We recently encountered a client with a problem. They wanted to build their business with an engaged, cooperative workforce—a common goal of so many of our clients. However, their company was extremely compartmentalized, so employees from different divisions hardly ever spoke to each other. This led to a great deal of disconnect between various departments. For instance, the sales team and the warehouse team viewed each other as adversaries, rather than as allies. Obviously, this was a roadblock on the path to their goal.
The CEO knew that to truly serve customers well, all employees had to be connected to each other and fully engaged with the corporate mission. But how could he build connections between groups of people who hardly ever saw each other during a typical work week? To create the workforce he needed, the CEO was going to have to get creative.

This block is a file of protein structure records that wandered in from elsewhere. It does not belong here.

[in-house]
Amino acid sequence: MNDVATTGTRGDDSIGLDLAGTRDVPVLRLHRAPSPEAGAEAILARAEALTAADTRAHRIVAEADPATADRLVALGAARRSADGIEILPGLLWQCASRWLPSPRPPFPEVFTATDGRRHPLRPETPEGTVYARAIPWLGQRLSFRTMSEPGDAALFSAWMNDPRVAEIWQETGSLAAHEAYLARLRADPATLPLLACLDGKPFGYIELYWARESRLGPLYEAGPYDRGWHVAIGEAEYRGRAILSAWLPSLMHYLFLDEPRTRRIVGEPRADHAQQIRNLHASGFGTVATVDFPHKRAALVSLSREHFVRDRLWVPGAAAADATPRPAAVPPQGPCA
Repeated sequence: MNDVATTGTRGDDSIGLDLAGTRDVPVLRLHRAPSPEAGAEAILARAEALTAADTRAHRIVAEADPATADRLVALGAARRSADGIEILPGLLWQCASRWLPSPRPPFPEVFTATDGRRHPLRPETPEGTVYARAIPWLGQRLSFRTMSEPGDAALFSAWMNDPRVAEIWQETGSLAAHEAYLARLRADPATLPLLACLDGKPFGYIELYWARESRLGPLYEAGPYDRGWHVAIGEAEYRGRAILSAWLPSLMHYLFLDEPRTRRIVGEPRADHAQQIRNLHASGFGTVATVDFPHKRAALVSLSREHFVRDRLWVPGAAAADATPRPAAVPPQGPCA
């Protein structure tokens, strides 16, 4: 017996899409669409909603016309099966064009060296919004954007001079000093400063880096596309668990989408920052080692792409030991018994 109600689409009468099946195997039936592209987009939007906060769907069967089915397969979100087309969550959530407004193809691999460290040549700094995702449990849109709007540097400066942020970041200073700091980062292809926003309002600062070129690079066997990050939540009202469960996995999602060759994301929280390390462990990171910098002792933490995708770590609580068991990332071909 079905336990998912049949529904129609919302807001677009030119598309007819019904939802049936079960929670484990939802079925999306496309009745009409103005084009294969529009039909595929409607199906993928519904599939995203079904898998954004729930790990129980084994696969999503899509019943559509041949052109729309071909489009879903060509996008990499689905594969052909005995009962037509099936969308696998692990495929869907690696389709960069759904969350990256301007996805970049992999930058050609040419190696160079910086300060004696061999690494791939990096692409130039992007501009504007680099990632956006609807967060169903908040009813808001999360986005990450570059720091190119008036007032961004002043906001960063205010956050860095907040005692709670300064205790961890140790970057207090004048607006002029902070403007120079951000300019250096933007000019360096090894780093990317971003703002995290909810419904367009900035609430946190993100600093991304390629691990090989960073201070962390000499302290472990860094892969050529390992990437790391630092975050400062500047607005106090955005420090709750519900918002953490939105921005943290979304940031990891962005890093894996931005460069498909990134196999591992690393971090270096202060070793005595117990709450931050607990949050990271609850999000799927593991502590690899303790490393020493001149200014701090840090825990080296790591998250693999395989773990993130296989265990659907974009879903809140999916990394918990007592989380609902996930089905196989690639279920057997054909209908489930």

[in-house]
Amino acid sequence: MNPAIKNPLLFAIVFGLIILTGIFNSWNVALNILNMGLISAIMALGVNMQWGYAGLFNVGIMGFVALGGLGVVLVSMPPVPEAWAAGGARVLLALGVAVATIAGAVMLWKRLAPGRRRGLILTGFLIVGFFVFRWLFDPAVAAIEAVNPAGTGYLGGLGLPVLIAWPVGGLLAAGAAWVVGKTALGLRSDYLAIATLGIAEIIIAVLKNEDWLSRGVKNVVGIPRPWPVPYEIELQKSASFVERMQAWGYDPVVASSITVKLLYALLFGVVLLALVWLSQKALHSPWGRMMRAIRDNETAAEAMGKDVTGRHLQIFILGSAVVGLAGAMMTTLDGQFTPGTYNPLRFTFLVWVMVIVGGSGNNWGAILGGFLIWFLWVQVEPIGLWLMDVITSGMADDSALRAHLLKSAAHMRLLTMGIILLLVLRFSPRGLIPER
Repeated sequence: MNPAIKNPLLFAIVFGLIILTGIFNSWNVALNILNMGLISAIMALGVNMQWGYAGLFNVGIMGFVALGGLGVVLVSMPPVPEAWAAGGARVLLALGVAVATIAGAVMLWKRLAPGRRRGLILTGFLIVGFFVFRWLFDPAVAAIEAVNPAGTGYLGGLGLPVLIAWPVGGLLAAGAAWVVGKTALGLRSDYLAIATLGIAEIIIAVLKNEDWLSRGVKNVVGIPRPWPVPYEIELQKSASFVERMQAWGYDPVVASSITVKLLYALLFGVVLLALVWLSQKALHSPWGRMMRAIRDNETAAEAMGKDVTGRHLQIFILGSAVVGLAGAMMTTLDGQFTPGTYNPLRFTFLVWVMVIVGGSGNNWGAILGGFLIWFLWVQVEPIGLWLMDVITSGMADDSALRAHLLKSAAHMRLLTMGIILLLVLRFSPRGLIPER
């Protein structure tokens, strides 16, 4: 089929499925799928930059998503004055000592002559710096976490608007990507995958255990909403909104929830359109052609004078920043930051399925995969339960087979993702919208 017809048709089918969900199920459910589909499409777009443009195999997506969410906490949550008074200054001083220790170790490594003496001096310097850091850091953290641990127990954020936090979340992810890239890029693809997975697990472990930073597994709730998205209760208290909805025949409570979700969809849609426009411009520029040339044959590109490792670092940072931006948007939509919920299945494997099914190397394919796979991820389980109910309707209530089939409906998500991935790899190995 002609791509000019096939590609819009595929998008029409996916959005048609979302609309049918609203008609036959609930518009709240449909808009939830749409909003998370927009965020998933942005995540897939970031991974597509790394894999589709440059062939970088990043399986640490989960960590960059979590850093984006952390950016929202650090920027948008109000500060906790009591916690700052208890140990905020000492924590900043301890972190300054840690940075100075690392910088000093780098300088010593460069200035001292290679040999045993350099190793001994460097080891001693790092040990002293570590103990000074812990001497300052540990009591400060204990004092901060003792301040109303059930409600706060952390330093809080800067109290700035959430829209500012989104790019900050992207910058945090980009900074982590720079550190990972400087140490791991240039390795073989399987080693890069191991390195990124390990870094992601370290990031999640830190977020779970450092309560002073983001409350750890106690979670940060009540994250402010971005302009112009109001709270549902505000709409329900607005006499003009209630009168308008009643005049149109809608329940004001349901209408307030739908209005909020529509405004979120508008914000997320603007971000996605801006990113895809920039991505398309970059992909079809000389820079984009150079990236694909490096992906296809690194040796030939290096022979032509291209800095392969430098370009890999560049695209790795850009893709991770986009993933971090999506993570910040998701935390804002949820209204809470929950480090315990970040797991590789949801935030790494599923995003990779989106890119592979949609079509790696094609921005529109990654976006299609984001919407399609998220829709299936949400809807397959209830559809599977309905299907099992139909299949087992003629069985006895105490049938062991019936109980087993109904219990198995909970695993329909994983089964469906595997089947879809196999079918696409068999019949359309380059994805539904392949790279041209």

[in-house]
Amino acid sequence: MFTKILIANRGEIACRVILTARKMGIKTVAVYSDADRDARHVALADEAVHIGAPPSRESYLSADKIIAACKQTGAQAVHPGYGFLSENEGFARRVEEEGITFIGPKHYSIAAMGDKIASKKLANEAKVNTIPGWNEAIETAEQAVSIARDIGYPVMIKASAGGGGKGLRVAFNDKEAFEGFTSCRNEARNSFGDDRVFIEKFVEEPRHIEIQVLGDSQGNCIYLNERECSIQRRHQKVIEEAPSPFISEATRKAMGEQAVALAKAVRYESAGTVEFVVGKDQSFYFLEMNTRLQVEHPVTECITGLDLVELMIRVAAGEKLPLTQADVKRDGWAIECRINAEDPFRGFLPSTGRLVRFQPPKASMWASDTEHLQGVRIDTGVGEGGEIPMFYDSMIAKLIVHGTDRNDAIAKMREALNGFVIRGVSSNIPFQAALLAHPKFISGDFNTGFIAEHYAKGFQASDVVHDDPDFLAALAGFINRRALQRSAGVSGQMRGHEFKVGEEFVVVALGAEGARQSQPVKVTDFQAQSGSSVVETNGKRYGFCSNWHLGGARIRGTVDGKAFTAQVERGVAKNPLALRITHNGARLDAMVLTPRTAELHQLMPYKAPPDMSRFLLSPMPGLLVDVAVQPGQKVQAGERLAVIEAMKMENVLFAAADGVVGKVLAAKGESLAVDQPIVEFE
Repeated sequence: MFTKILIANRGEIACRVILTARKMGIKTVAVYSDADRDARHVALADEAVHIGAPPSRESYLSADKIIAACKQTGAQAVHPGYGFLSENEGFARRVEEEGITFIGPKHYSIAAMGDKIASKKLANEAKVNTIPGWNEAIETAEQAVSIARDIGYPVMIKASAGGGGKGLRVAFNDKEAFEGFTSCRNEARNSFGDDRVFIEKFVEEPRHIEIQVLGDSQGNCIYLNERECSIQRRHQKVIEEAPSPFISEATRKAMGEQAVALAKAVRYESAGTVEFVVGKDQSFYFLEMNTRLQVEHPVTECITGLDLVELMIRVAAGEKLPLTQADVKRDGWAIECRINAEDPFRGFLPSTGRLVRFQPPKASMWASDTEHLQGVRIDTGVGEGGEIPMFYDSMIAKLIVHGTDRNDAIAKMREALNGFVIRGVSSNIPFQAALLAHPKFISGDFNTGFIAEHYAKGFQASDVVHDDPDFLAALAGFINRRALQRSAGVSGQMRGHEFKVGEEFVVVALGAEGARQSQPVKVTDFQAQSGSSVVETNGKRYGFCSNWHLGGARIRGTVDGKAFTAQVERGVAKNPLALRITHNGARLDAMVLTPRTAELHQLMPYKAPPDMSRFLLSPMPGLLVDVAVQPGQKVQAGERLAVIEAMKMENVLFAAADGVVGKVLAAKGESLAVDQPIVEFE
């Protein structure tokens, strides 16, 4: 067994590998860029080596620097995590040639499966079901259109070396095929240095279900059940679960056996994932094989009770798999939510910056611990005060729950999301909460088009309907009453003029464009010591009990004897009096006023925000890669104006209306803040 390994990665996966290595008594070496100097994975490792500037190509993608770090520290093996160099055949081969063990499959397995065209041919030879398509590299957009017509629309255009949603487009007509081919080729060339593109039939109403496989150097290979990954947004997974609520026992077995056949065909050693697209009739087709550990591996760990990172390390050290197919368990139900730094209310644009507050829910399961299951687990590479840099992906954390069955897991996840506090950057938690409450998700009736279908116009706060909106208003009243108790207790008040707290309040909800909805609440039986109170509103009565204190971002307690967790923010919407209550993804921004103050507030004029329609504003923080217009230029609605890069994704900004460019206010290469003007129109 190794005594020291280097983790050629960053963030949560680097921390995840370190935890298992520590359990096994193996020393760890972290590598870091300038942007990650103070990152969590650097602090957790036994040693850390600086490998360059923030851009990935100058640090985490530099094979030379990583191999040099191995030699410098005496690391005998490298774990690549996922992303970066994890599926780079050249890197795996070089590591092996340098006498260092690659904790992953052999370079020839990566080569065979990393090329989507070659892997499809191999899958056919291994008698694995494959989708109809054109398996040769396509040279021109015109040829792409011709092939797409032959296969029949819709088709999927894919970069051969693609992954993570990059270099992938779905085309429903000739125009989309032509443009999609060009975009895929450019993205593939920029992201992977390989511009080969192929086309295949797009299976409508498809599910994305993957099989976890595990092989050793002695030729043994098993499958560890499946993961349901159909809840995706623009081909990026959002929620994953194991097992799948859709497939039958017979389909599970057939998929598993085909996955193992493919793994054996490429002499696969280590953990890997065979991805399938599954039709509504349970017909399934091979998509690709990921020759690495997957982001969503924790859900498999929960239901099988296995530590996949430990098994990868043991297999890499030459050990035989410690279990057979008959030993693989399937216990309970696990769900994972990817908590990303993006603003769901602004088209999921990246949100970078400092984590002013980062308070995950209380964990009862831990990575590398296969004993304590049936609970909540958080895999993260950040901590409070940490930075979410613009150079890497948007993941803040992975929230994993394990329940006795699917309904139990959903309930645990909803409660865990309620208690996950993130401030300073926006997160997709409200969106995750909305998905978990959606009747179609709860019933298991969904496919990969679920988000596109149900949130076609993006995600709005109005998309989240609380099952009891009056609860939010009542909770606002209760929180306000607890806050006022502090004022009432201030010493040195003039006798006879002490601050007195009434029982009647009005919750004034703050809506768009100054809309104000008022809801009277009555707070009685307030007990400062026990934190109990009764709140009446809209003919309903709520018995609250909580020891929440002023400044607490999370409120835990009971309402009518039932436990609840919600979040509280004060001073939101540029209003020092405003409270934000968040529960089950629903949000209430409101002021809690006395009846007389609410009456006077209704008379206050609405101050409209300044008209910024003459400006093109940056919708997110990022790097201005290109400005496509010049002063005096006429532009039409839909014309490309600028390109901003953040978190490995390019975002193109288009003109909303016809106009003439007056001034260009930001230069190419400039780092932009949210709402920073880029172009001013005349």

The Brady Bunch is a classic comedy, but it also provides very real insight into how leaders can build connections between diverse groups of employees. In the television show, Carol and Mike Brady have to create a single family from two very different groups of children.
To bring the boys and the girls together, the Bradys must give them opportunities to:
Have fun together: To do this, Mike and Carol take the entire family on a camping trip. While the vacation starts out awkwardly, by the end, everyone is having fun and creating lasting memories.
Work together: By working together, the children learn about each other’s strengths and weakness and begin to see each other as valuable partners. For instance, in one episode, the children are afraid that their parents are regretting the marriage, so each child writes a letter to a local advice columnist. By working together, they resolve the problem and realize that they’re all on the same team.